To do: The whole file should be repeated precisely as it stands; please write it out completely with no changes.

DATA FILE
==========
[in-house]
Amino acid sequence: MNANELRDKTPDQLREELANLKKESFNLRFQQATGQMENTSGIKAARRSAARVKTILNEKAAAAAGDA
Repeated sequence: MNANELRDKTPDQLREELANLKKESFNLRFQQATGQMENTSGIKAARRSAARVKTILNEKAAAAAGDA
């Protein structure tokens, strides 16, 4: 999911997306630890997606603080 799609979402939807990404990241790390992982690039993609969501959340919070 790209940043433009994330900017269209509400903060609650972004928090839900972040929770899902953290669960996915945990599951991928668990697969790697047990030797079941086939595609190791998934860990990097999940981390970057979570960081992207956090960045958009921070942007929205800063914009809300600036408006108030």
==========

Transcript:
[in-house]
Amino acid sequence: MNANELRDKTPDQLREELANLKKESFNLRFQQATGQMENTSGIKAARRSAARVKTILNEKAAAAAGDA
Repeated sequence: MNANELRDKTPDQLREELANLKKESFNLRFQQATGQMENTSGIKAARRSAARVKTILNEKAAAAAGDA
């Protein structure tokens, strides 16, 4: 999911997306630890997606603080 799609979402939807990404990241790390992982690039993609969501959340919070 790209940043433009994330900017269209509400903060609650972004928090839900972040929770899902953290669960996915945990599951991928668990697969790697047990030797079941086939595609190791998934860990990097999940981390970057979570960081992207956090960045958009921070942007929205800063914009809300600036408006108030």